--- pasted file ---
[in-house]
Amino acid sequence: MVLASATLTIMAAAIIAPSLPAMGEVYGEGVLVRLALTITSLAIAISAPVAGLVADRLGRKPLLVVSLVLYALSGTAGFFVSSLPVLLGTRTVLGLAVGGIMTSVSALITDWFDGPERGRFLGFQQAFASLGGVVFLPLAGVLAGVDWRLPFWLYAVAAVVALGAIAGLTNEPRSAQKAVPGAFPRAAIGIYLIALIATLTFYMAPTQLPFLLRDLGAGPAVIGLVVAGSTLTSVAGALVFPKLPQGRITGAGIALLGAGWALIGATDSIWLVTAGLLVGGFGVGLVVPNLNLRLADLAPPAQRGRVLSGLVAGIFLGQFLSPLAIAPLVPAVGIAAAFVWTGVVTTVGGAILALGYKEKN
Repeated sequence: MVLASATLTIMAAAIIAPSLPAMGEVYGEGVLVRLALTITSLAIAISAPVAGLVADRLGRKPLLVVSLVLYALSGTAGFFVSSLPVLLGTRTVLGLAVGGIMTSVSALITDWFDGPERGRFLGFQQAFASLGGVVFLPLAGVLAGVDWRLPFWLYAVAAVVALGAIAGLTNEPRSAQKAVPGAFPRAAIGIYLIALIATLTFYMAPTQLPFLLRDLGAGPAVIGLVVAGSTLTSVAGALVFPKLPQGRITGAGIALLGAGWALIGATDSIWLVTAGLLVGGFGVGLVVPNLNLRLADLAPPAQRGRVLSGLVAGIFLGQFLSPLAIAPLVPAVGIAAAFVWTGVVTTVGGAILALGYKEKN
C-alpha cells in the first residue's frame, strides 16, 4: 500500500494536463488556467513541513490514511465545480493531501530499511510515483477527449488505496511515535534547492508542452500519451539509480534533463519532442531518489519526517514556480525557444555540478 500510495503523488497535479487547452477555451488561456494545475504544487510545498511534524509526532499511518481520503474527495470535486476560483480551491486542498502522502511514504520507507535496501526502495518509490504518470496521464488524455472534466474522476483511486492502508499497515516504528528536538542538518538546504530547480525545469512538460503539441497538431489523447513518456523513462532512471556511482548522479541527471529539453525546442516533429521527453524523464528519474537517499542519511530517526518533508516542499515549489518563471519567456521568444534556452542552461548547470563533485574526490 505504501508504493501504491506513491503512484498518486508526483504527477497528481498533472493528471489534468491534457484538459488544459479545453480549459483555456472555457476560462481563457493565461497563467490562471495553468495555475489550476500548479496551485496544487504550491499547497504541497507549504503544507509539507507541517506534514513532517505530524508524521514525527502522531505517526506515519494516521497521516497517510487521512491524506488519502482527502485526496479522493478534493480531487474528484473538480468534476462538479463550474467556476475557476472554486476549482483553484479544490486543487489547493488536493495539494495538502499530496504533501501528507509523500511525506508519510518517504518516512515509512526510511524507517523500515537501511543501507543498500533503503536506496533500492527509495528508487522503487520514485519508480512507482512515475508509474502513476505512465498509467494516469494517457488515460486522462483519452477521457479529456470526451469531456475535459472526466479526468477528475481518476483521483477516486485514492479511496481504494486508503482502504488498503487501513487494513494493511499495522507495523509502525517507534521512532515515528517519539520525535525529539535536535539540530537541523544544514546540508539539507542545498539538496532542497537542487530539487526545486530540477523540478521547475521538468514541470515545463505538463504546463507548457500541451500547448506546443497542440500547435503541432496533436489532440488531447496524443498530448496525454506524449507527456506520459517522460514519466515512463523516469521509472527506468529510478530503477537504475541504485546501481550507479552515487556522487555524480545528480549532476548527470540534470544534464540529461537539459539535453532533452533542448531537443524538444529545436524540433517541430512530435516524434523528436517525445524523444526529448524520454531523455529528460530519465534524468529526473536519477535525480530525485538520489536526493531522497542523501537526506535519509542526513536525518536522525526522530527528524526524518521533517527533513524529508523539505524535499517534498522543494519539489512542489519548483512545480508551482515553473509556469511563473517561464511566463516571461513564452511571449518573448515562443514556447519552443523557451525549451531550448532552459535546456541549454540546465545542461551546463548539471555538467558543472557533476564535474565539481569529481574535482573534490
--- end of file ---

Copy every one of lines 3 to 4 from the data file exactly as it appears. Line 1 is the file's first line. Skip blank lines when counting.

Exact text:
Repeated sequence: MVLASATLTIMAAAIIAPSLPAMGEVYGEGVLVRLALTITSLAIAISAPVAGLVADRLGRKPLLVVSLVLYALSGTAGFFVSSLPVLLGTRTVLGLAVGGIMTSVSALITDWFDGPERGRFLGFQQAFASLGGVVFLPLAGVLAGVDWRLPFWLYAVAAVVALGAIAGLTNEPRSAQKAVPGAFPRAAIGIYLIALIATLTFYMAPTQLPFLLRDLGAGPAVIGLVVAGSTLTSVAGALVFPKLPQGRITGAGIALLGAGWALIGATDSIWLVTAGLLVGGFGVGLVVPNLNLRLADLAPPAQRGRVLSGLVAGIFLGQFLSPLAIAPLVPAVGIAAAFVWTGVVTTVGGAILALGYKEKN
C-alpha cells in the first residue's frame, strides 16, 4: 500500500494536463488556467513541513490514511465545480493531501530499511510515483477527449488505496511515535534547492508542452500519451539509480534533463519532442531518489519526517514556480525557444555540478 500510495503523488497535479487547452477555451488561456494545475504544487510545498511534524509526532499511518481520503474527495470535486476560483480551491486542498502522502511514504520507507535496501526502495518509490504518470496521464488524455472534466474522476483511486492502508499497515516504528528536538542538518538546504530547480525545469512538460503539441497538431489523447513518456523513462532512471556511482548522479541527471529539453525546442516533429521527453524523464528519474537517499542519511530517526518533508516542499515549489518563471519567456521568444534556452542552461548547470563533485574526490 505504501508504493501504491506513491503512484498518486508526483504527477497528481498533472493528471489534468491534457484538459488544459479545453480549459483555456472555457476560462481563457493565461497563467490562471495553468495555475489550476500548479496551485496544487504550491499547497504541497507549504503544507509539507507541517506534514513532517505530524508524521514525527502522531505517526506515519494516521497521516497517510487521512491524506488519502482527502485526496479522493478534493480531487474528484473538480468534476462538479463550474467556476475557476472554486476549482483553484479544490486543487489547493488536493495539494495538502499530496504533501501528507509523500511525506508519510518517504518516512515509512526510511524507517523500515537501511543501507543498500533503503536506496533500492527509495528508487522503487520514485519508480512507482512515475508509474502513476505512465498509467494516469494517457488515460486522462483519452477521457479529456470526451469531456475535459472526466479526468477528475481518476483521483477516486485514492479511496481504494486508503482502504488498503487501513487494513494493511499495522507495523509502525517507534521512532515515528517519539520525535525529539535536535539540530537541523544544514546540508539539507542545498539538496532542497537542487530539487526545486530540477523540478521547475521538468514541470515545463505538463504546463507548457500541451500547448506546443497542440500547435503541432496533436489532440488531447496524443498530448496525454506524449507527456506520459517522460514519466515512463523516469521509472527506468529510478530503477537504475541504485546501481550507479552515487556522487555524480545528480549532476548527470540534470544534464540529461537539459539535453532533452533542448531537443524538444529545436524540433517541430512530435516524434523528436517525445524523444526529448524520454531523455529528460530519465534524468529526473536519477535525480530525485538520489536526493531522497542523501537526506535519509542526513536525518536522525526522530527528524526524518521533517527533513524529508523539505524535499517534498522543494519539489512542489519548483512545480508551482515553473509556469511563473517561464511566463516571461513564452511571449518573448515562443514556447519552443523557451525549451531550448532552459535546456541549454540546465545542461551546463548539471555538467558543472557533476564535474565539481569529481574535482573534490